During the Second World War Nazi military justice handed out more than 30,000 death sentences: against soldiers, prisoners of war, and civilians, in particular from the regions occupied by the German Wehrmacht all over Europe. Most of the death sentences were passed against deserters and “Wehrkraftzersetzer” (subverters of the war effort). Many thousands of other soldiers died at the front after being sentenced by the military courts to serve in “penal battalions.”
The actions punished and the ways of life and biographical backgrounds of those persecuted varied widely. Political opponents of Nazism faced the military courts just as much as people who were looking for individual freedom for very different reasons. Any form of resistance or, for example, support for deserters by civilian helpers was regarded as a political crime and was thus punished with the greatest severity.
After the end of the war, Austrian society met the survivors of this persecution with rejection and hostility. Though the myth that Austria had been the first country to fall victim to the German war policy in 1938 was maintained for a long time, the service of Austrian soldiers in the “Großdeutsche Wehrmacht” was considered to be the fulfillment of duty or even heroic.
Inspired by historic research, it was only after the turn of the century that the recognition prevailed that Nazi military justice had put itself unconditionally at the service of a criminal war. In 2009, with the votes of the Social Democrats, the People’s Party and the Green Party, Austria’s National Assembly rehabilitated the victims of the persecution by the Wehrmacht courts, and in 2010 the City of Vienna decided to erect a monument to the victims of Nazi military justice.
The sculpture by Olaf Nicolai on this central location of the Austrian Republic takes up the classical elements of a memorial, “pedestal” and “inscription.” Yet it arranges these completely differently than in traditional war memorials. An outsized, lying “X” forms a three-step pedestal, on the third level of which the inscription is embedded. The text, only readable from above, quotes a poem by the Scottish artist Ian Hamilton Finlay (1925–2006), who was friends with important representatives of the language-critical and experimental Viennese artists’ scene such as Ernst Jandl. The interplay between pedestal and inscription stages the situation of the individual in and toward the social order and power relations. Threatened by anonymization and extinction, which turn the person into an “X” in a file, his or her position is nonetheless central.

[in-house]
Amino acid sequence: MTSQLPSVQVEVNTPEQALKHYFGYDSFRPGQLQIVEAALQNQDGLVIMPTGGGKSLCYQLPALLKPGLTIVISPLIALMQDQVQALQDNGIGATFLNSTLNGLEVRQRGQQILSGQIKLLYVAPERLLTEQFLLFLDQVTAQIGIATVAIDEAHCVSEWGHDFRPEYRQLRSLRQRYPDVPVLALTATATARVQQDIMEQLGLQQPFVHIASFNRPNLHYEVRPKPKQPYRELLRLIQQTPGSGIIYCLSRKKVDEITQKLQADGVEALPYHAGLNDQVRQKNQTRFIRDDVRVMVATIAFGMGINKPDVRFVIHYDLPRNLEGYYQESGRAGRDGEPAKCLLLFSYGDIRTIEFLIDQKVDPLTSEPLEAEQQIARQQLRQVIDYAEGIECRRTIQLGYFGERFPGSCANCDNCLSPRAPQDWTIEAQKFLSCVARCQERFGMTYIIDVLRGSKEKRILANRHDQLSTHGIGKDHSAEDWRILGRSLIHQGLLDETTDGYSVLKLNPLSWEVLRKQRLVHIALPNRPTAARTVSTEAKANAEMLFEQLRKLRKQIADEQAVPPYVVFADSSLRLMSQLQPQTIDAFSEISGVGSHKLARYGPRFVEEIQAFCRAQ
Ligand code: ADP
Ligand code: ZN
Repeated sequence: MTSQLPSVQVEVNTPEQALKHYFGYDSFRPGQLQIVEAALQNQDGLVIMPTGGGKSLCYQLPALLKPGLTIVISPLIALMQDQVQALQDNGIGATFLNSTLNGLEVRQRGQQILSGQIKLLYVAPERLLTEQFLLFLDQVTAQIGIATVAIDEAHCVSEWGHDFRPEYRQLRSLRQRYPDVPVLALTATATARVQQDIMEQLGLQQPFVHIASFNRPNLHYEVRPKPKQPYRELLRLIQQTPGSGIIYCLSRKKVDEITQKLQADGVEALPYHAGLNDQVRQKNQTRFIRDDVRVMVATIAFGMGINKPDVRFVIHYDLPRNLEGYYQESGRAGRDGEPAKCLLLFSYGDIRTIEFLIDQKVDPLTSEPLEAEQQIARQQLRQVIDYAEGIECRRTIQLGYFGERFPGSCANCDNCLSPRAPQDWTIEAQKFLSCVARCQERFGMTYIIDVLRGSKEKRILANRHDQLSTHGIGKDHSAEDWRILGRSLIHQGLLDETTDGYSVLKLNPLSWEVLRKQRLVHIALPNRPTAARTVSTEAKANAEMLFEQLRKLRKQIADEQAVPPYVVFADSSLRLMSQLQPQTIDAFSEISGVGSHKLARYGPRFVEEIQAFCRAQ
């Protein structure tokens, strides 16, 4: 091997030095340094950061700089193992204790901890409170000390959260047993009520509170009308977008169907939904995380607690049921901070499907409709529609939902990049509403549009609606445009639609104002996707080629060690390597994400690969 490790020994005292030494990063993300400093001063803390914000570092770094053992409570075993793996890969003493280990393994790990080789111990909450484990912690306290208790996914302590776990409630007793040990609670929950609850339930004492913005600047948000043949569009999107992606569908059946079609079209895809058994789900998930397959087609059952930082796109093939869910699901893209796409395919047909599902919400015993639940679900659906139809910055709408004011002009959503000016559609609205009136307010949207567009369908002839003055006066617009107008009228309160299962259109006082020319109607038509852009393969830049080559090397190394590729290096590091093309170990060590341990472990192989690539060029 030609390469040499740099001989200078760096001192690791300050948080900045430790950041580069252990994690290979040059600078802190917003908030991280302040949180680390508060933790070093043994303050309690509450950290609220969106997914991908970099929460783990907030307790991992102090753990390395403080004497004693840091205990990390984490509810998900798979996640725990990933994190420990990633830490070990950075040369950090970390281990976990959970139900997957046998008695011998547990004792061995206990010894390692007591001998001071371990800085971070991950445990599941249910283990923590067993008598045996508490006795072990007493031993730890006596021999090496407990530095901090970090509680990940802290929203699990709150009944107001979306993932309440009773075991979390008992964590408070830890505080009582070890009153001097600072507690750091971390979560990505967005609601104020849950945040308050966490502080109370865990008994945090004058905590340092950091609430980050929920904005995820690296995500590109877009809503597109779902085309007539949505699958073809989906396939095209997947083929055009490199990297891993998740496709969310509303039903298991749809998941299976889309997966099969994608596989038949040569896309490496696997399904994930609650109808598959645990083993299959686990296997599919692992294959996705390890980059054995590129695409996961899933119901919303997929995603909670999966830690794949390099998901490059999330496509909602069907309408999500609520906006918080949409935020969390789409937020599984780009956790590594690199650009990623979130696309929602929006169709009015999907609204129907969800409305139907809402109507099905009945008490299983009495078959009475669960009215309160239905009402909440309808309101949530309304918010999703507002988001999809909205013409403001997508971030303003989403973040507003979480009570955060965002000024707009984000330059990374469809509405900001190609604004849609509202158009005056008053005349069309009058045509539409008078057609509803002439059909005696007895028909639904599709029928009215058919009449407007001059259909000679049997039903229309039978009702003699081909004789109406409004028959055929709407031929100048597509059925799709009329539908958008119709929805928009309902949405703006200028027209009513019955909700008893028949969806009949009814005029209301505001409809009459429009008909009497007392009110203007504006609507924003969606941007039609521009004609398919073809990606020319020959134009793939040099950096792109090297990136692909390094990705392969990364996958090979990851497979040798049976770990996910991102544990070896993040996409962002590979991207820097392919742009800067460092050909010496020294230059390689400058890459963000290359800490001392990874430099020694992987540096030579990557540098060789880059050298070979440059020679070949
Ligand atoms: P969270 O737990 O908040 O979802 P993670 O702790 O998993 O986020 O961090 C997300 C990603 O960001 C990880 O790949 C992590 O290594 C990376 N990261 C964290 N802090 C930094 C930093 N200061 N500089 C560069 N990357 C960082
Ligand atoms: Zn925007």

“The memorial demonstrates respect for all those who take their own decision, defy acting under orders, and position themselves against the prevailing system through their independent action. This personal decision to be dissident, this active factor, is relevant to the present. The outsized lying X with an inscription on the uppermost level was conceived from this perspective. What happens to somebody who ascends the three-level pedestal to read the inscription? ‘all alone’ is a text in the style of experimental concrete poetry, which, advocating a critical and committed attitude, is particularly bound up with the city of Vienna. The inscription shows—in the true sense of the word—the suggested tension between individual and society. It is a matter of one’s relationship to oneself, of being ‘alone,’ of the readiness to take a stand for something all by oneself. And now you read this text, which, in English, transcends the national context and can be understood by everybody, in a place in which you find yourself surrounded by governmental institutions. This is why the question of one’s own position that arises again and again can be experienced immediately and concretely.” (Olaf Nicolai)
Ballhausplatz, 1010 Vienna
*1962 Halle/Saale (DE), lives and works in Berlin (DE).
This project was selected as a winner's project in the course of an artistic competition. For more information please follow this link: